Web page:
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China capable of defusing debt risks, experts say

By Liu Zhihua | chinadaily.com.cn | Updated: 2023-12-06 14:11

A cashier counts RMB notes in a bank in Haian, Jiangsu province. [Photo/Sipa]

Stress unlikely to derail recovery, countering Moody's 'negative' outlook

China is expected to completely defuse hidden local government debt risks in around four to five years, and the debt stress is unlikely to trigger systematic financial risks that would derail China's economic recovery, a source close to the matter told China Daily.

The anonymous source made the remarks when rebutting the recent downgrading by rating agency Moody's to its outlook on China's government credit ratings from "stable" to "negative".

The source said that China's on-balance-sheet government debt-to-GDP ratio is only about 50 percent, far less than many other major economies, and the hidden local government debt is much less than many estimate. Besides, half of the local government hidden debt will be properly addressed by the end of the year, with strengthened regulations forestalling any new debt from emerging.

"The country is capable of properly handling existing debt with the road map it has employed," the source said, adding that some regions such as Guangdong province and Shanghai have already finished defusing the risks from implicit local government debt.

The country has adopted a package of measures to solve the hidden debt risk, which include extending debt maturities, selling assets to repay debts, and replacing short-term and costly local government financial vehicle debts with local government refinancing bonds that have longer-term maturities and lower costs.

"Local governments raising funds through so-called local government financial vehicles will become history, leaving the platforms involved to follow market-oriented rules to survive or not," the source said.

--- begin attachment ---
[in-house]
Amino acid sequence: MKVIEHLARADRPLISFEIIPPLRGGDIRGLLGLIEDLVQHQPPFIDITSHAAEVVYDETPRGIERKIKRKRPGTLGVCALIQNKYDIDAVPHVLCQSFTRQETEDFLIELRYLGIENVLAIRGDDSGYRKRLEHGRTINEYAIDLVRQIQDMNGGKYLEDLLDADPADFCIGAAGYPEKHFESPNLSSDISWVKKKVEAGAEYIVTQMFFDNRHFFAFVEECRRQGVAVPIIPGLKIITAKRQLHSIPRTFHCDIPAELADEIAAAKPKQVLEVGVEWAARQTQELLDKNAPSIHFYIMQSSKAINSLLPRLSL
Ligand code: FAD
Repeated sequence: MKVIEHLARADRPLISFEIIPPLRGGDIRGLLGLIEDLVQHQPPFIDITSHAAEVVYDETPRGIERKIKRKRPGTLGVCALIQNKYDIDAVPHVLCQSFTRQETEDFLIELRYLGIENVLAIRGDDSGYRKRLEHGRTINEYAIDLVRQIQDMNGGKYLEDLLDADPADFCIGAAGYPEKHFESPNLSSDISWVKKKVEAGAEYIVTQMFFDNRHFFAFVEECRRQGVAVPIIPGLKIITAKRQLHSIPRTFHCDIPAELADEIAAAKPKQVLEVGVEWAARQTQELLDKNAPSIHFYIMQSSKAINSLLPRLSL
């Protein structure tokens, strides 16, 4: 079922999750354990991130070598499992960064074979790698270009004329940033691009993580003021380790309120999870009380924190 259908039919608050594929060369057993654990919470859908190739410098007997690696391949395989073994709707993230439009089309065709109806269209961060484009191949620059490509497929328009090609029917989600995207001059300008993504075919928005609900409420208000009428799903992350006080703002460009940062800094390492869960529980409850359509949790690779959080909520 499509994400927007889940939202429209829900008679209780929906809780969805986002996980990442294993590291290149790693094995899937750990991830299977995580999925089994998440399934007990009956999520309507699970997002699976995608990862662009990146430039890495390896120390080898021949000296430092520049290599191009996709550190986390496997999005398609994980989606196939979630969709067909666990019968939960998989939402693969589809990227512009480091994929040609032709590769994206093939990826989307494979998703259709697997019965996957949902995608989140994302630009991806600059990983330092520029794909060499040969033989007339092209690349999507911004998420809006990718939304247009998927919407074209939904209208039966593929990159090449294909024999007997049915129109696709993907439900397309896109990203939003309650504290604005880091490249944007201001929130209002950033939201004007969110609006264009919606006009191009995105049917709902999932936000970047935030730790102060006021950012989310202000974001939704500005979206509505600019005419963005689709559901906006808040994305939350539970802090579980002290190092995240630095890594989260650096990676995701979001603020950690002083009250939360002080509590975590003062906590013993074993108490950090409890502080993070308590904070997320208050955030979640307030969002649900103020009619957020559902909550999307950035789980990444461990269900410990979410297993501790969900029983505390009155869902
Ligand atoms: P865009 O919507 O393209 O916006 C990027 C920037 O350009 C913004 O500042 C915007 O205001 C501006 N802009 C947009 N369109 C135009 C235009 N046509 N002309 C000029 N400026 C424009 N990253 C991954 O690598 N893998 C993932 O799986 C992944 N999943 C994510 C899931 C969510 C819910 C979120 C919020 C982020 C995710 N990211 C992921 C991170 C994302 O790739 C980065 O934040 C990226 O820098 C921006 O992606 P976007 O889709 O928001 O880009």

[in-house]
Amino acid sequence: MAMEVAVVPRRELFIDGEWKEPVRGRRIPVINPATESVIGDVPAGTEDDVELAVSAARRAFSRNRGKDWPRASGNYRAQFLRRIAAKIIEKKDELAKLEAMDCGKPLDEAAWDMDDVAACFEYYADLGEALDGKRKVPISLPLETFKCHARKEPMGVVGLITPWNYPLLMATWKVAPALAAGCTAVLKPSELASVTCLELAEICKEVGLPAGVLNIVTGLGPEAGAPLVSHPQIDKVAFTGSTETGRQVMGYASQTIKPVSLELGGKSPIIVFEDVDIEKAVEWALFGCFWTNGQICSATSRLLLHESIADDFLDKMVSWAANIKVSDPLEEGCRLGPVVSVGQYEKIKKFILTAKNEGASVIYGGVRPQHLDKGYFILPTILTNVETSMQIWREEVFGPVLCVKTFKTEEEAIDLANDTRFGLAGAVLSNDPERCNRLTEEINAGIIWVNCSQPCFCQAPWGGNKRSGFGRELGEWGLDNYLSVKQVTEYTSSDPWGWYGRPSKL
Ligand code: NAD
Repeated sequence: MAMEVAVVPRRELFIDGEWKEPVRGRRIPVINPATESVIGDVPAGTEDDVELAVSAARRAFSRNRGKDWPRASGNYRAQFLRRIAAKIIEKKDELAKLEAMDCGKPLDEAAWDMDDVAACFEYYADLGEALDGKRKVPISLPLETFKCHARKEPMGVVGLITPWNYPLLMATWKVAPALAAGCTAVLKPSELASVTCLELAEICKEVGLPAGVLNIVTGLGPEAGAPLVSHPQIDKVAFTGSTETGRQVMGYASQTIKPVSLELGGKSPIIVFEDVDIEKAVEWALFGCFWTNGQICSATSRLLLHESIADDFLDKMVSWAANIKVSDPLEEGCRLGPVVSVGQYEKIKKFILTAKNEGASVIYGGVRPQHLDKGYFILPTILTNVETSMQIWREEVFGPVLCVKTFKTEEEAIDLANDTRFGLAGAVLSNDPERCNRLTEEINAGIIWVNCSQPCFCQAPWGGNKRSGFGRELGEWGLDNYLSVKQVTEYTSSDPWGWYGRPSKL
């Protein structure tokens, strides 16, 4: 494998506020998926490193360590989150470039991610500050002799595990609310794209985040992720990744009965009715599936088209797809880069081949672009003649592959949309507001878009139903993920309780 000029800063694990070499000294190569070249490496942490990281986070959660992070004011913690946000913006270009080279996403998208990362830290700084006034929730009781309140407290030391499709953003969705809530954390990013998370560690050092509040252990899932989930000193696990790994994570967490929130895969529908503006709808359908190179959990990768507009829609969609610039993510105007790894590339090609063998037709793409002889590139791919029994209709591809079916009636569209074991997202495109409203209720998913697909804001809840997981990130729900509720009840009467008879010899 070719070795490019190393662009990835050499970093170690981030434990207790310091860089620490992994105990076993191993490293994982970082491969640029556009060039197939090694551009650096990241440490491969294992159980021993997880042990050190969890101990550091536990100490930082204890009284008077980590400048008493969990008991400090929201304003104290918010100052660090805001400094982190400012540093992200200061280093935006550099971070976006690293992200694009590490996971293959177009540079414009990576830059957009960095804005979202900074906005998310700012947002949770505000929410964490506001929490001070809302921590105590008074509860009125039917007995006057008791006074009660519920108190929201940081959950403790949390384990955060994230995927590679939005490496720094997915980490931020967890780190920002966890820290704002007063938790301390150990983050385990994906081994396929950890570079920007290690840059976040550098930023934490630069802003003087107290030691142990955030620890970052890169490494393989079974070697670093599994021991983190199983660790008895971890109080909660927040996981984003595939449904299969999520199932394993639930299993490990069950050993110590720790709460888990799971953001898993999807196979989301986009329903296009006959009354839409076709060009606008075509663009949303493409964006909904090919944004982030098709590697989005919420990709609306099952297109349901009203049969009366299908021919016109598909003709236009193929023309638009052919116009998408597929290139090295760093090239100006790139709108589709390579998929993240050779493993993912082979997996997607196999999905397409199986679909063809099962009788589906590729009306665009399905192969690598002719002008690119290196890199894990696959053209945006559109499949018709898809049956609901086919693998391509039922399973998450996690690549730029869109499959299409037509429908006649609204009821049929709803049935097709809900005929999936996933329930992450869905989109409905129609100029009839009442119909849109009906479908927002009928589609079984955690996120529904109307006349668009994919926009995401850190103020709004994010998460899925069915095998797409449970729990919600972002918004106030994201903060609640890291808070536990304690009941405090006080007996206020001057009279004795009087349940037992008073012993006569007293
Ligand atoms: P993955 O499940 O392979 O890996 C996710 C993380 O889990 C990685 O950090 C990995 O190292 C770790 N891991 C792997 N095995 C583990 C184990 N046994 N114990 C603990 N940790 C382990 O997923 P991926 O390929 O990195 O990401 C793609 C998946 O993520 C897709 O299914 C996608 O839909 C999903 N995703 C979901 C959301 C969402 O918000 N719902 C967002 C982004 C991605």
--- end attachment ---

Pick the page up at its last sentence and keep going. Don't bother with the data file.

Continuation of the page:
Following Moody's move, rival agencies S&P Global Ratings and Fitch Ratings both confirmed with China Daily that they have made no changes to their ratings on China. S&P Global Ratings affirmed A+long-term ratings on China in June with a stable outlook, while Fitch Ratings affirmed China at A+ with a stable outlook in August.

Beijing-based rating agency China Chengxin International Credit Rating also affirmed on Tuesday its sovereign credit rating of AA+g, with a stable outlook on China.

The agency said China's economy has shown strong resilience in 2023, with sufficient fiscal space.

The plan to issue additional government bonds of 1 trillion yuan ($140 billion), announced in October, is conducive to increasing local governments' fiscal space, and will add momentum to investment and economic growth, it said.

Song Liyi, a researcher at the Chinese Academy of Macroeconomic Research's Economic Research Institute, said Moody's cut was flawed, reflecting its misjudgment of China's economic prospects.

China's debt-to-GDP ratio is lower than most other countries in the world, while the nation has managed to keep fiscal deficit rates at a low level for years, with broader external financial strengths from high foreign exchange reserves, Song said.

The anonymous source said the authorities have decided only to pay special attention to local government financial vehicle debts that were raised to support local economic development and now have repayment problems.

The implicit debt to be addressed does not include the debts of local government financial vehicles with a healthy cash flow, because their debts are unlikely to default. The debt in this regard does not include local government financial vehicle debts irrelevant to local governments' aspirations for economic growth, either. Those LGFVs involved will follow market rules to try to survive.

"It is important to note that even with the recent economic challenges, our growth outlook for China remains quite strong," said Jeremy Zook, director of Asia-Pacific Sovereign Ratings at Fitch Ratings at a conference in Shanghai late last month.

"It appears increasingly likely that the GDP growth (of China) in 2023 will exceed the 4.8 percent forecast from our September Global Economic Outlook and could be just above 5 percent, after third-quarter GDP outperformed our expectations," Zook said. "The current rating does account for a large share of contingent liability risks."

Ouyang Shijia contributed to this story.


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